A few weeks ago when my therapist asked, "Do I need to worry about you?" I realized the long pause before I could find the courage to tell her, "Yes."
I felt as if I had taken the first step off the "invisible cliff," that I had created for myself, and that somehow the sacredness of the journey had been surrendered. So, I withdrew.
I have always been a person who finds comfort in the words that I write, but in these days, I couldn't write what I was feeling because so often, I see my words as something that inspires, brings about change, or causes those who read them to consider what I am sharing. I thought that writing down my words would somehow overshadow what hope I still possessed, and that my words then would serve as a map to lead me deeper into an abyss that has no bottom. And so, I have waiting until now, when I feel strong enough to tread the water above the darkness, while realizing that I must be gentle, and remind myself that if I simply lay back, I can float without effort when I become tired.
Tears are something that I encounter daily in my life. Whether they are mine, or those shared by someone else. In ancient times, mourners would place their tears in a lachrymatory, and leave them in the tombs of those who died as a reminder of the pain they felt when they lost someone they loved. I have thought about what my lachrymatory vessel would look like about now. As I shared with my therapist, "I am afraid at this point that if I started to cry, I would not be able to stop."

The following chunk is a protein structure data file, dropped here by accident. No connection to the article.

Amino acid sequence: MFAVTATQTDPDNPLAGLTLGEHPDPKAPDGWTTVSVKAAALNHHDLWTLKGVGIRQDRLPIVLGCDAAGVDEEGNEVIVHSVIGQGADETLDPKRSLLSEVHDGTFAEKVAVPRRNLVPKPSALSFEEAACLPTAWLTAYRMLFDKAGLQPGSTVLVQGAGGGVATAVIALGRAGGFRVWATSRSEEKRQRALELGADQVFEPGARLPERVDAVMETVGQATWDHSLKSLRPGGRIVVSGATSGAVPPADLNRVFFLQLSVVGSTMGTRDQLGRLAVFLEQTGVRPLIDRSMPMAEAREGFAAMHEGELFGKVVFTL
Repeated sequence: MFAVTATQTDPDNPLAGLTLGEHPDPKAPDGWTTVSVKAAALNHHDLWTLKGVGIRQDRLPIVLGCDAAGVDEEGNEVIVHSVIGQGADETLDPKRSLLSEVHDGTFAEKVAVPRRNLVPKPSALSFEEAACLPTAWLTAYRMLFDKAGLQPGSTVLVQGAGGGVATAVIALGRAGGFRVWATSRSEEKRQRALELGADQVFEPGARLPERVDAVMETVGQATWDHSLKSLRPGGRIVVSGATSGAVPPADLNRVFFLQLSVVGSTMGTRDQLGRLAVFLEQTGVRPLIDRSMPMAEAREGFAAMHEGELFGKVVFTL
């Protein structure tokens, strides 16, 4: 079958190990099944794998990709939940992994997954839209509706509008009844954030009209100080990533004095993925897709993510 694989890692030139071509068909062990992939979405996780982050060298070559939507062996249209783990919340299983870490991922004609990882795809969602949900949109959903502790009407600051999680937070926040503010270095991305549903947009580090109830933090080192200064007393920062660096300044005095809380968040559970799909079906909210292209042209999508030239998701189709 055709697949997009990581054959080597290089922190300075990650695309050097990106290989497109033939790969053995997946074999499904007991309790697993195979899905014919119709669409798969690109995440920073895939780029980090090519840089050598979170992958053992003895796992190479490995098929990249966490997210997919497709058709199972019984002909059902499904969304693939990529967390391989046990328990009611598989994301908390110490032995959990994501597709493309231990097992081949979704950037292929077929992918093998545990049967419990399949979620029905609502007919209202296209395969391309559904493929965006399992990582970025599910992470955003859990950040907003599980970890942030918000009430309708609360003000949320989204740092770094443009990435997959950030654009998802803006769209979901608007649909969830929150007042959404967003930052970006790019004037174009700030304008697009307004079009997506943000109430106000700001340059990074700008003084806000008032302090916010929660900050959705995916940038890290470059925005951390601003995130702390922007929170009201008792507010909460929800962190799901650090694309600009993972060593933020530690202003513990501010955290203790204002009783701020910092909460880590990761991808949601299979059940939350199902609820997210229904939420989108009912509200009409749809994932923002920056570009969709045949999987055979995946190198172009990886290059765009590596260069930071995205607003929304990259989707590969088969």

For me, my lachrymatory would be the vessel that could not hold the tears that I need to cry.
Last week I preached on Paul's words to the people of Philippi, when he shared, "For me to live is Christ, and to die is gain." (Philippians 1:21) As I prepared my sermon, I realized the words of a man who would welcome death, but would be satisfied to continue to live, even in his struggles, for the sake of others. I understood his mindset, having considered my own circumstances, and my own, comfortable relationship with mortality. So often I hear people tell me that they are not afraid of death, they are afraid of dying. I don't think I am afraid of either.
This sacred journey of depression has been filled with many moments. It is impossible to define the "what," or the "why," but to realize that the "box" where I have placed so much of these things, still sits, like the cup, in front of me. It has taken for some of what I am encountering, years to finally work its way to the top of that box. I am reminded that not all lives end with complete closure, and that for some, that completeness is not necessary. I think I am becoming one of those people.
When Micah asks, "What does the Lord require of you?" I have to stop, take a breath, and remind myself that I am to, "To act justly and to love mercy, and to walk humbly with Your God." (Micah 6:8) Or in my case at this time, "to stop, rest, and let God simply be with me on this sacred journey."
Stay in God's grip!
G. Todd Williams (c) 2020
Rev. G. Todd Williams is the author of the book, "Remember Me When..." and is a former hospice chaplain and pastor.